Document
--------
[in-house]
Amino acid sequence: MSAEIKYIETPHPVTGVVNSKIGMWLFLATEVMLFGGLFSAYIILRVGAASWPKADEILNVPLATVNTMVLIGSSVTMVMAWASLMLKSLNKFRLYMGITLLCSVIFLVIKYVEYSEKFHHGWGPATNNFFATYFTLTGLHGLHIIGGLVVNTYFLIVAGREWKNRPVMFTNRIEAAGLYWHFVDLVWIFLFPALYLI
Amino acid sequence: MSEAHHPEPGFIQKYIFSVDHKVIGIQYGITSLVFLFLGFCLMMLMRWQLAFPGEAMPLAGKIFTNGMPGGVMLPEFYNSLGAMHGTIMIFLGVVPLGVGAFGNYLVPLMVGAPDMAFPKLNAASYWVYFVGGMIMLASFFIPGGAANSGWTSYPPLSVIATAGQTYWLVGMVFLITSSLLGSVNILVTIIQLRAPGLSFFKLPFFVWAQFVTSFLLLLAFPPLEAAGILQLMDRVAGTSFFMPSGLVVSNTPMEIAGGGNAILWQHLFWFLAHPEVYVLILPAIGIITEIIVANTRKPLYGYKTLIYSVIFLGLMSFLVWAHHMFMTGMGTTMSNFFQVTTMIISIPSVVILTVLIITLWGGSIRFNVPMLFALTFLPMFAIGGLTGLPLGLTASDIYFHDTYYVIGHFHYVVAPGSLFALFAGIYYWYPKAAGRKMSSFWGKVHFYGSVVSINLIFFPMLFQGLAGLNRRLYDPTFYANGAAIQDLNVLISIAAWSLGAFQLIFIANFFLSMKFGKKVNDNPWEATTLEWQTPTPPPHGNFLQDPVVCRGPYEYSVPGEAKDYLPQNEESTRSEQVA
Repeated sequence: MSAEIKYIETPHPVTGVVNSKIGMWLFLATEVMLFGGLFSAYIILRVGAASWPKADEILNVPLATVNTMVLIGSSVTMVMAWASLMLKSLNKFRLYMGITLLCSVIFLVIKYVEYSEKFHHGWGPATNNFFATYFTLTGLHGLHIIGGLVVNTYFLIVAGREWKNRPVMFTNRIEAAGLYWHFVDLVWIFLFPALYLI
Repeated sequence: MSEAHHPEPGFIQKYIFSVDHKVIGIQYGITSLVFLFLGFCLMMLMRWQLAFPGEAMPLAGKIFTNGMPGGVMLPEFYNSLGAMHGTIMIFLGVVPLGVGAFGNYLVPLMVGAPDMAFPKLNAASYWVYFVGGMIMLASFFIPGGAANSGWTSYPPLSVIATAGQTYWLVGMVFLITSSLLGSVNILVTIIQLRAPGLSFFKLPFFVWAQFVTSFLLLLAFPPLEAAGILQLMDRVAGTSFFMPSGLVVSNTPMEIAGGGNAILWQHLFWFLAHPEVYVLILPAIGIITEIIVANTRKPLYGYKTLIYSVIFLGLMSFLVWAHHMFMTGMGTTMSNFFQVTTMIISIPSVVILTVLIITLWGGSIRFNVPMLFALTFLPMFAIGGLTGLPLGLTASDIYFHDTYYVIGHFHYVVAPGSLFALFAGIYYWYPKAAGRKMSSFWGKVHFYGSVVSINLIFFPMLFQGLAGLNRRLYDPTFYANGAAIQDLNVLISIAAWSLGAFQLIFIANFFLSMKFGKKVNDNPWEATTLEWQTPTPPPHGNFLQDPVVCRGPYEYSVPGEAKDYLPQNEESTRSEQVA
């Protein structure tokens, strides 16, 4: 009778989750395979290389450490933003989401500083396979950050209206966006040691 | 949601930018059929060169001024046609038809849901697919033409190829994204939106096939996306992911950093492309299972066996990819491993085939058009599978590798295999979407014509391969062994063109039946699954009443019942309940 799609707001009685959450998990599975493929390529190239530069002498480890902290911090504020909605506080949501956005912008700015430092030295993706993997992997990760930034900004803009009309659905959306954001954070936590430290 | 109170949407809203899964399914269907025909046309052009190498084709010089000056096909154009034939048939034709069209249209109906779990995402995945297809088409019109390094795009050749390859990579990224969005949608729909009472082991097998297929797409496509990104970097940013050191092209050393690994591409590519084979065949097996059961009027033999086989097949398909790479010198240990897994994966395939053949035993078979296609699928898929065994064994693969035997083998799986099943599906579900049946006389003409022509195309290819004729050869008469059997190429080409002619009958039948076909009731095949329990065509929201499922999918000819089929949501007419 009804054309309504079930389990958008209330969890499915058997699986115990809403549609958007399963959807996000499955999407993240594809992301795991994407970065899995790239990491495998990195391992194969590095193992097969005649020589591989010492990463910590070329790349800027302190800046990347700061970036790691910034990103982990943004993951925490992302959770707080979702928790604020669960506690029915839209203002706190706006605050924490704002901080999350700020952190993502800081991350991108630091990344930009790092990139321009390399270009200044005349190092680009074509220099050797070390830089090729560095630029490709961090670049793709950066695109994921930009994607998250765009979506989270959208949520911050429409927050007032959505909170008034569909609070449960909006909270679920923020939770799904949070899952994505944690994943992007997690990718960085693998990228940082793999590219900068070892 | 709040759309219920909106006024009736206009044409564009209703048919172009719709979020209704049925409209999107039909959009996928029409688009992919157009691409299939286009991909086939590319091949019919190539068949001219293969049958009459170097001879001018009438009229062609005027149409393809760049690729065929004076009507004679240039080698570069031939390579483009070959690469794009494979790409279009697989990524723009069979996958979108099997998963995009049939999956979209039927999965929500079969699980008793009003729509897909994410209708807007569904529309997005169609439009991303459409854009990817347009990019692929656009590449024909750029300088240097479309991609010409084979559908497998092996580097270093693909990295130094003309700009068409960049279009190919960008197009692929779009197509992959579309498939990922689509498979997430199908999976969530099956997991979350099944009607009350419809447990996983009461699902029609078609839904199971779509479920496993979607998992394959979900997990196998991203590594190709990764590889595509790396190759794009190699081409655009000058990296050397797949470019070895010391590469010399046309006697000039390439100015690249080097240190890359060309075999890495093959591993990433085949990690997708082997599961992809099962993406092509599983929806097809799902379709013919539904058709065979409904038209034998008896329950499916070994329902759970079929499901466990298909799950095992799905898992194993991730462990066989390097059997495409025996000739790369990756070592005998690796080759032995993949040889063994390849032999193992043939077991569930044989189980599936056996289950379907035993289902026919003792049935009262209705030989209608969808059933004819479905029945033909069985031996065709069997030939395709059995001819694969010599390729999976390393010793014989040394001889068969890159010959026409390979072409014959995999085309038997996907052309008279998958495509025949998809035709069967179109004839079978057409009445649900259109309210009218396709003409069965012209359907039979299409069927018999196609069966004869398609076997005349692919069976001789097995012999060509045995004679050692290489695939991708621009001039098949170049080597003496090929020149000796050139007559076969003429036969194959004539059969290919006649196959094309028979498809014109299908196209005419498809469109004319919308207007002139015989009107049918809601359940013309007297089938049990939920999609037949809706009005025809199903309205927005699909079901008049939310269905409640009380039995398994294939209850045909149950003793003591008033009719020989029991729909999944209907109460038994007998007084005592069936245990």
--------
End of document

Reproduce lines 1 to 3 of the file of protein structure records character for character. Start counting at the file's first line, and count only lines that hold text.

[in-house]
Amino acid sequence: MSAEIKYIETPHPVTGVVNSKIGMWLFLATEVMLFGGLFSAYIILRVGAASWPKADEILNVPLATVNTMVLIGSSVTMVMAWASLMLKSLNKFRLYMGITLLCSVIFLVIKYVEYSEKFHHGWGPATNNFFATYFTLTGLHGLHIIGGLVVNTYFLIVAGREWKNRPVMFTNRIEAAGLYWHFVDLVWIFLFPALYLI
Amino acid sequence: MSEAHHPEPGFIQKYIFSVDHKVIGIQYGITSLVFLFLGFCLMMLMRWQLAFPGEAMPLAGKIFTNGMPGGVMLPEFYNSLGAMHGTIMIFLGVVPLGVGAFGNYLVPLMVGAPDMAFPKLNAASYWVYFVGGMIMLASFFIPGGAANSGWTSYPPLSVIATAGQTYWLVGMVFLITSSLLGSVNILVTIIQLRAPGLSFFKLPFFVWAQFVTSFLLLLAFPPLEAAGILQLMDRVAGTSFFMPSGLVVSNTPMEIAGGGNAILWQHLFWFLAHPEVYVLILPAIGIITEIIVANTRKPLYGYKTLIYSVIFLGLMSFLVWAHHMFMTGMGTTMSNFFQVTTMIISIPSVVILTVLIITLWGGSIRFNVPMLFALTFLPMFAIGGLTGLPLGLTASDIYFHDTYYVIGHFHYVVAPGSLFALFAGIYYWYPKAAGRKMSSFWGKVHFYGSVVSINLIFFPMLFQGLAGLNRRLYDPTFYANGAAIQDLNVLISIAAWSLGAFQLIFIANFFLSMKFGKKVNDNPWEATTLEWQTPTPPPHGNFLQDPVVCRGPYEYSVPGEAKDYLPQNEESTRSEQVA